Hint: The cells are located in the endodermal region of the roots in the close proximity of the xylem elements. They perform the same function as the term in their name ‘passage’ suggests.
Complete answer: Passage cells are endodermal cells of older roots that have retained thin walls and Casparian strips instead of becoming suberized and waterproof just like the other cells around them, to continue to permit some symplastic flow to the inside. Experimental evidence suggests that The passage cells function to permit the transfer of solutes like calcium and magnesium into the stele, this has been suggested by experimental evidence. To eventually reach the transpiration system. For the foremost part, however, old roots seal themselves off at the endodermis, and only function a passageway for water and minerals haunted by younger roots "downstream".Thus these cells are referred to as passage cells thanks to its function to move water and minerals salts from the cortex to the xylem elements. The endodermis prevents water, and any solutes dissolved within the water, from passing through this layer via the apoplast pathway. Water can only undergo the endodermis by crossing the membrane of endodermal cells twice (once to enter and a second time to exit). Water getting into or out of the xylem, which is a component of the apoplast, can thereby be regulated since it must enter the symplast within the endodermis. This allows the plant to regulate to a point the movement of water and to selectively uptake or prevent the passage of ions or other molecules.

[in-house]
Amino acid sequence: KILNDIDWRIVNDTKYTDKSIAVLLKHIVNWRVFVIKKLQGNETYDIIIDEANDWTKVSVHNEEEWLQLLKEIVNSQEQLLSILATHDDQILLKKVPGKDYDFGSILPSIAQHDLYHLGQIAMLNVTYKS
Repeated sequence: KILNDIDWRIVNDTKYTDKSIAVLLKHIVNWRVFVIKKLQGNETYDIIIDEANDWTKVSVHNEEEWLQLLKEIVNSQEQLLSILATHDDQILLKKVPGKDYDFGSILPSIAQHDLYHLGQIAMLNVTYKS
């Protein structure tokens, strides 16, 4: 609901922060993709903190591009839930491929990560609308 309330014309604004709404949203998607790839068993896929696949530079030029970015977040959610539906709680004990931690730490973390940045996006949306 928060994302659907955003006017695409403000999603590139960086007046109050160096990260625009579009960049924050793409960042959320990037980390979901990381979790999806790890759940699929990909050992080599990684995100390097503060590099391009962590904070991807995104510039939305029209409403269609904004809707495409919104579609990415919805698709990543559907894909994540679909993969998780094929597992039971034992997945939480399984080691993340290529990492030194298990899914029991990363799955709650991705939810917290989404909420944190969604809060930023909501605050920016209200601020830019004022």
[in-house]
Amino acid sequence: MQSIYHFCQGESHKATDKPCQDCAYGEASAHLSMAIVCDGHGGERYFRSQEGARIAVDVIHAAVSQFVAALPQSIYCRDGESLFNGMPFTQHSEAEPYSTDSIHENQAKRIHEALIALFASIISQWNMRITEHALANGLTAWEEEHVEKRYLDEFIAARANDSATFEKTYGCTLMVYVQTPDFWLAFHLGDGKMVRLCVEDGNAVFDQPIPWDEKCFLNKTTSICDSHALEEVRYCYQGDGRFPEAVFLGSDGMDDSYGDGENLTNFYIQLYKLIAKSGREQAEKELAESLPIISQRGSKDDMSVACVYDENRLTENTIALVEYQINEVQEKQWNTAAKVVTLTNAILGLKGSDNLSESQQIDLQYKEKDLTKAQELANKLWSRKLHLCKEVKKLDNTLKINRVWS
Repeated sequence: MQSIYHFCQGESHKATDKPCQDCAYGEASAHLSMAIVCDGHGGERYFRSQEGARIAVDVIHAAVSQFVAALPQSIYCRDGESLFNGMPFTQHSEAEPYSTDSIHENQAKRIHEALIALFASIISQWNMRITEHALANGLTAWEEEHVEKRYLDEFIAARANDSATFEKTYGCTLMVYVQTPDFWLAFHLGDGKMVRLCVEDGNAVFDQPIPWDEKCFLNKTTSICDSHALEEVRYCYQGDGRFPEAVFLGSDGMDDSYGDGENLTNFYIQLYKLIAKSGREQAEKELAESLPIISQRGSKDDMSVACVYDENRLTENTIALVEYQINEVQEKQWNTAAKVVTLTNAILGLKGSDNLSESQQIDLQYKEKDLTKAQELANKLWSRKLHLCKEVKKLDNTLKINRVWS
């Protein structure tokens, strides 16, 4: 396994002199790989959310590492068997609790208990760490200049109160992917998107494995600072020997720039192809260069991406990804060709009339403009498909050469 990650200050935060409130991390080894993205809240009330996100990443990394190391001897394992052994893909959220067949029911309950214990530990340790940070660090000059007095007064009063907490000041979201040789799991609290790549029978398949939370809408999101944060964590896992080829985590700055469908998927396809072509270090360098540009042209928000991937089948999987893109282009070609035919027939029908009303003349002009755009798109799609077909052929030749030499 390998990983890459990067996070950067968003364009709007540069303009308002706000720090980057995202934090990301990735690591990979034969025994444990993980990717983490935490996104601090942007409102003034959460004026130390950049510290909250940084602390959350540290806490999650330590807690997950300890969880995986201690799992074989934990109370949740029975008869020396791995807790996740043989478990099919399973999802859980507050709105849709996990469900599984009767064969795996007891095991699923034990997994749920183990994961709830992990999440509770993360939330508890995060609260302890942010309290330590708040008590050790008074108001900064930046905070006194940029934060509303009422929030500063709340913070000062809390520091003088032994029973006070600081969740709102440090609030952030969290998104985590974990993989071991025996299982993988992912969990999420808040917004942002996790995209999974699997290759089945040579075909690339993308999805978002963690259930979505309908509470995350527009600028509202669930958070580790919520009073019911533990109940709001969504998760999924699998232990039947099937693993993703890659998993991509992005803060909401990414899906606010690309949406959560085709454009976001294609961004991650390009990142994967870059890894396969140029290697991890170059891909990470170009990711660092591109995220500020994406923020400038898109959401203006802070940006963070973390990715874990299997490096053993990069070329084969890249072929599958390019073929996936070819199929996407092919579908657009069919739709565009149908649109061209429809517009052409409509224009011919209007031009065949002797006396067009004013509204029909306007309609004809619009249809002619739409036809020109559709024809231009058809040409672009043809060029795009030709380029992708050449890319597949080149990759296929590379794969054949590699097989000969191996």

Note: -The endodermis does not allow gas bubbles to enter the xylem and helps prevent embolisms from occurring in the water column. Endodermal cells may contain starch granules in the form of amyloplasts. These may function food storage and are shown to be involved in gravitropism in some plants. -The Casparian strip is a band of cell wall material deposited in the radial and transverse walls of the endodermis. It is chemically different from the rest of the cell wall.